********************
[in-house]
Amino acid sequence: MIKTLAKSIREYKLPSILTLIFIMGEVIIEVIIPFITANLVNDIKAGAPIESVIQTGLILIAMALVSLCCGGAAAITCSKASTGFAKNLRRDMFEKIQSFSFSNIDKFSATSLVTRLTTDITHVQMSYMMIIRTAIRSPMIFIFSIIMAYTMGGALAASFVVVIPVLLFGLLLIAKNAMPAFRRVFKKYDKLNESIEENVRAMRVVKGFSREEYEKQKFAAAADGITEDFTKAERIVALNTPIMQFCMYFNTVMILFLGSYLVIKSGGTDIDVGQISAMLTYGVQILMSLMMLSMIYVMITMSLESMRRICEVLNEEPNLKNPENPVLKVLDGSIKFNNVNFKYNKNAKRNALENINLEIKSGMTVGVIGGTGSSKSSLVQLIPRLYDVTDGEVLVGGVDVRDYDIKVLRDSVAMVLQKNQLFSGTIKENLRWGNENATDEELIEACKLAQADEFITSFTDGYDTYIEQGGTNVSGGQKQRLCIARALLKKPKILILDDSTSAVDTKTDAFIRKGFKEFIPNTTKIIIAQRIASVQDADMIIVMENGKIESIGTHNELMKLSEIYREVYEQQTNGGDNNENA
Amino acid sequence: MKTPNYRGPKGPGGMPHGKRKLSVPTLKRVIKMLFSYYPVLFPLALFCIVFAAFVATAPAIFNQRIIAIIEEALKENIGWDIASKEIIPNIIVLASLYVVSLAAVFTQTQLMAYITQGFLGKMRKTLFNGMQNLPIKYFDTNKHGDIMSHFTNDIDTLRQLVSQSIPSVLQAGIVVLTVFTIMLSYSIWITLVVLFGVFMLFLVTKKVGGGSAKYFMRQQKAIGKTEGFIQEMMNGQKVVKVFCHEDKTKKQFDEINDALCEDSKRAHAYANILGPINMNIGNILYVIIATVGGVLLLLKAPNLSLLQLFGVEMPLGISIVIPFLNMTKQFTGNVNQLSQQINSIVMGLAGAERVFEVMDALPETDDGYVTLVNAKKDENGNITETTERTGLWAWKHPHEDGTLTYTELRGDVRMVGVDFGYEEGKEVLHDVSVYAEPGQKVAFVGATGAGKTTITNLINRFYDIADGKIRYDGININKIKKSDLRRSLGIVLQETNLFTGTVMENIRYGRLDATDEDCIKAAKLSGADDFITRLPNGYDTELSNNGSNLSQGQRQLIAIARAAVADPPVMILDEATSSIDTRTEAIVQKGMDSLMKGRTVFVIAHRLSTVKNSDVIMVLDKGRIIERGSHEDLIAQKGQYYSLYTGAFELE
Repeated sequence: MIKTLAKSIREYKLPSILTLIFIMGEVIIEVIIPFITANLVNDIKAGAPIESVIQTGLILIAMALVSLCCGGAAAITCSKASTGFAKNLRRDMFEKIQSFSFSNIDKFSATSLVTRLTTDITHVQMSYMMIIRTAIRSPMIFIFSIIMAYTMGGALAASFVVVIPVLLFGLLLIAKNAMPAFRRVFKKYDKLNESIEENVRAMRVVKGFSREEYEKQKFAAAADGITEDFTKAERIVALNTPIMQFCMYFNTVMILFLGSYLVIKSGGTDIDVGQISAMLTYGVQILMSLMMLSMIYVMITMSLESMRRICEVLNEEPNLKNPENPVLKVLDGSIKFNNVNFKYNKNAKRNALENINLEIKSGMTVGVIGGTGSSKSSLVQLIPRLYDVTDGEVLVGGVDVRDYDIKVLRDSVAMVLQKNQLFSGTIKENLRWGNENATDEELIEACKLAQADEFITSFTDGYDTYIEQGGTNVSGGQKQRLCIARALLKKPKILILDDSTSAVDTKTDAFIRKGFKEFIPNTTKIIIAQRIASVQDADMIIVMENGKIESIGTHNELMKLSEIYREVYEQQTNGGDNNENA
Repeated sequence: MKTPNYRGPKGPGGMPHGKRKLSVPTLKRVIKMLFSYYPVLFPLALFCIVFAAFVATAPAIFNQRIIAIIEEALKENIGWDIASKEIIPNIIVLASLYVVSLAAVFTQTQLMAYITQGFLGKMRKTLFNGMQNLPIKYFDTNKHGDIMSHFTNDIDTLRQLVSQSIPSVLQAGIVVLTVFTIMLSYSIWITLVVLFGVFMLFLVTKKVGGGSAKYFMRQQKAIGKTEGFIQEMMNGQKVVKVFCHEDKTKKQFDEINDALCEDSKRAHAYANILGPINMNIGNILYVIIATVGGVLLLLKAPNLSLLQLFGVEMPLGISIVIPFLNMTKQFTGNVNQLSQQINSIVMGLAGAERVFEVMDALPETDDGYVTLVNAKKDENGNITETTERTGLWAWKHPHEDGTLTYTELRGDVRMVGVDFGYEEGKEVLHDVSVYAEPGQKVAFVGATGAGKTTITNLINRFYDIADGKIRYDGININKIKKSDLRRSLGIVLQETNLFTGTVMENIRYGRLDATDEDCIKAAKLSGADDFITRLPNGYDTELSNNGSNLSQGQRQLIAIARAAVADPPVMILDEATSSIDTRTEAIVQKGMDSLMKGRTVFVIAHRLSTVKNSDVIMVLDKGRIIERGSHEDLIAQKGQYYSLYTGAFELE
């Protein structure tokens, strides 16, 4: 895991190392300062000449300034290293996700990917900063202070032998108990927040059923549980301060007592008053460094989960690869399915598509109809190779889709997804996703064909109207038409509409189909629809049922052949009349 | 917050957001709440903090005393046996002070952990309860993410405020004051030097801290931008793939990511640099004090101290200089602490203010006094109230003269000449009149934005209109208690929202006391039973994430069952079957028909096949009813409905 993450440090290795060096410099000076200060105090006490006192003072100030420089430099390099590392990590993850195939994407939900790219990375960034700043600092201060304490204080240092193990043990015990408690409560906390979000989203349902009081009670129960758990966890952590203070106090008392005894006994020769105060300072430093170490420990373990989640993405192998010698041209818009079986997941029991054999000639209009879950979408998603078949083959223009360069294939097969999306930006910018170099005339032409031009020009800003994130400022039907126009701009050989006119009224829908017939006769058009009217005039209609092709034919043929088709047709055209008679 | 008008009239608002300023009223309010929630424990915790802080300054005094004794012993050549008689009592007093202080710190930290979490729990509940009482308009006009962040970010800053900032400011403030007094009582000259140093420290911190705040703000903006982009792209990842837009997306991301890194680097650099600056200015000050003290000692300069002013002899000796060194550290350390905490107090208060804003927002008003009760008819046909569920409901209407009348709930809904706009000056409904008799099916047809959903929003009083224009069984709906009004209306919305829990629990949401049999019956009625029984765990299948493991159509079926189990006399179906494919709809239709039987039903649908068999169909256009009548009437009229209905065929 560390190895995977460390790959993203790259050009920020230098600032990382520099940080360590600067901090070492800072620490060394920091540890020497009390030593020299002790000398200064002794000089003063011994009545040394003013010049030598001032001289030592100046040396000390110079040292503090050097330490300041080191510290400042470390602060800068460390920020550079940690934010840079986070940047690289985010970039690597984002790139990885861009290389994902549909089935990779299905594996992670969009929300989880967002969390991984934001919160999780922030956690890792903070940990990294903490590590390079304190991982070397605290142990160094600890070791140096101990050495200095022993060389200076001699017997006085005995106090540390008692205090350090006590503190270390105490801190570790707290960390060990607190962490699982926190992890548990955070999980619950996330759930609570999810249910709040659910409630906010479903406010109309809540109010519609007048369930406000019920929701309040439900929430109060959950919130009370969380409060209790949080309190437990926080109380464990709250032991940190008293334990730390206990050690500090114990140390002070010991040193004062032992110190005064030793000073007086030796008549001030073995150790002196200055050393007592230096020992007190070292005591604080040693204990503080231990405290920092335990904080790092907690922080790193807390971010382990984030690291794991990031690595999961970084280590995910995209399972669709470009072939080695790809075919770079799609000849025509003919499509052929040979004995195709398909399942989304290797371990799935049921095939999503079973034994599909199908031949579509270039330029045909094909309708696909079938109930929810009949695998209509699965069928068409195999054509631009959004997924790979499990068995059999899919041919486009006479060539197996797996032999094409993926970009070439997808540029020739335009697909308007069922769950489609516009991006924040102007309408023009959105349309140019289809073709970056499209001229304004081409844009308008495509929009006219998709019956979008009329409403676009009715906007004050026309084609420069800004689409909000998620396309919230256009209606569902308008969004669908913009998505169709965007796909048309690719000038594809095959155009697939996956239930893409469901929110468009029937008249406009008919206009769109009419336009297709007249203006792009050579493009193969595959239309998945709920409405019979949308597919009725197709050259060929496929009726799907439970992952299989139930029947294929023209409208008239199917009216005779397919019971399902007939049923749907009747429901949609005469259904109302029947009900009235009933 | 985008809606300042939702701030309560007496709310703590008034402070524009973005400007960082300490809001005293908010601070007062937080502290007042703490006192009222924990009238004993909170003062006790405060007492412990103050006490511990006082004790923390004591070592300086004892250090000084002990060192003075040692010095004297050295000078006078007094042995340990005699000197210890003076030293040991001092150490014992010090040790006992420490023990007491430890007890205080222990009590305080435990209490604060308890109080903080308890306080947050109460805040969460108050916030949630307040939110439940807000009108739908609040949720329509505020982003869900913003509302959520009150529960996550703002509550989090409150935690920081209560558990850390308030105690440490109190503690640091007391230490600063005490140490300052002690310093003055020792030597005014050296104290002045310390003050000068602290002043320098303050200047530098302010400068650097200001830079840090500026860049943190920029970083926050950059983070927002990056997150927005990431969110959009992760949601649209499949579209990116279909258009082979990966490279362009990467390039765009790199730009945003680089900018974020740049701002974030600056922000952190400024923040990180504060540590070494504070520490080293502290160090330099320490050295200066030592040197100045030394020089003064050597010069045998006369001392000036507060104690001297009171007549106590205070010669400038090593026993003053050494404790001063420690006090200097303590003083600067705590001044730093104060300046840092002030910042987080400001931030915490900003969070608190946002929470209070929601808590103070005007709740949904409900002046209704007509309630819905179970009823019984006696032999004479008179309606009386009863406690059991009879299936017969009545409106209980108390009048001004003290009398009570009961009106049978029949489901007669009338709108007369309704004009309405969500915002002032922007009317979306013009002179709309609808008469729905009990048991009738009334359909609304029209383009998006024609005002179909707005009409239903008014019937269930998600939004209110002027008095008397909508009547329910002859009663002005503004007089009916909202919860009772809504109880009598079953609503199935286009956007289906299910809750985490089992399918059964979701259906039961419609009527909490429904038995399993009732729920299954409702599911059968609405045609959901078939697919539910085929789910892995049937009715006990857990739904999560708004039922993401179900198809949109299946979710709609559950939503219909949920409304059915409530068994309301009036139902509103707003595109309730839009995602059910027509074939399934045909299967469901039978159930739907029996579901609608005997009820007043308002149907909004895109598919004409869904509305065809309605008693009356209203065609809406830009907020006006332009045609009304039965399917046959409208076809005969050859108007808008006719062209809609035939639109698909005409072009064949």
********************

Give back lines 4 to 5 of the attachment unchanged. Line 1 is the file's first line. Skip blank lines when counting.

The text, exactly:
Repeated sequence: MIKTLAKSIREYKLPSILTLIFIMGEVIIEVIIPFITANLVNDIKAGAPIESVIQTGLILIAMALVSLCCGGAAAITCSKASTGFAKNLRRDMFEKIQSFSFSNIDKFSATSLVTRLTTDITHVQMSYMMIIRTAIRSPMIFIFSIIMAYTMGGALAASFVVVIPVLLFGLLLIAKNAMPAFRRVFKKYDKLNESIEENVRAMRVVKGFSREEYEKQKFAAAADGITEDFTKAERIVALNTPIMQFCMYFNTVMILFLGSYLVIKSGGTDIDVGQISAMLTYGVQILMSLMMLSMIYVMITMSLESMRRICEVLNEEPNLKNPENPVLKVLDGSIKFNNVNFKYNKNAKRNALENINLEIKSGMTVGVIGGTGSSKSSLVQLIPRLYDVTDGEVLVGGVDVRDYDIKVLRDSVAMVLQKNQLFSGTIKENLRWGNENATDEELIEACKLAQADEFITSFTDGYDTYIEQGGTNVSGGQKQRLCIARALLKKPKILILDDSTSAVDTKTDAFIRKGFKEFIPNTTKIIIAQRIASVQDADMIIVMENGKIESIGTHNELMKLSEIYREVYEQQTNGGDNNENA
Repeated sequence: MKTPNYRGPKGPGGMPHGKRKLSVPTLKRVIKMLFSYYPVLFPLALFCIVFAAFVATAPAIFNQRIIAIIEEALKENIGWDIASKEIIPNIIVLASLYVVSLAAVFTQTQLMAYITQGFLGKMRKTLFNGMQNLPIKYFDTNKHGDIMSHFTNDIDTLRQLVSQSIPSVLQAGIVVLTVFTIMLSYSIWITLVVLFGVFMLFLVTKKVGGGSAKYFMRQQKAIGKTEGFIQEMMNGQKVVKVFCHEDKTKKQFDEINDALCEDSKRAHAYANILGPINMNIGNILYVIIATVGGVLLLLKAPNLSLLQLFGVEMPLGISIVIPFLNMTKQFTGNVNQLSQQINSIVMGLAGAERVFEVMDALPETDDGYVTLVNAKKDENGNITETTERTGLWAWKHPHEDGTLTYTELRGDVRMVGVDFGYEEGKEVLHDVSVYAEPGQKVAFVGATGAGKTTITNLINRFYDIADGKIRYDGININKIKKSDLRRSLGIVLQETNLFTGTVMENIRYGRLDATDEDCIKAAKLSGADDFITRLPNGYDTELSNNGSNLSQGQRQLIAIARAAVADPPVMILDEATSSIDTRTEAIVQKGMDSLMKGRTVFVIAHRLSTVKNSDVIMVLDKGRIIERGSHEDLIAQKGQYYSLYTGAFELE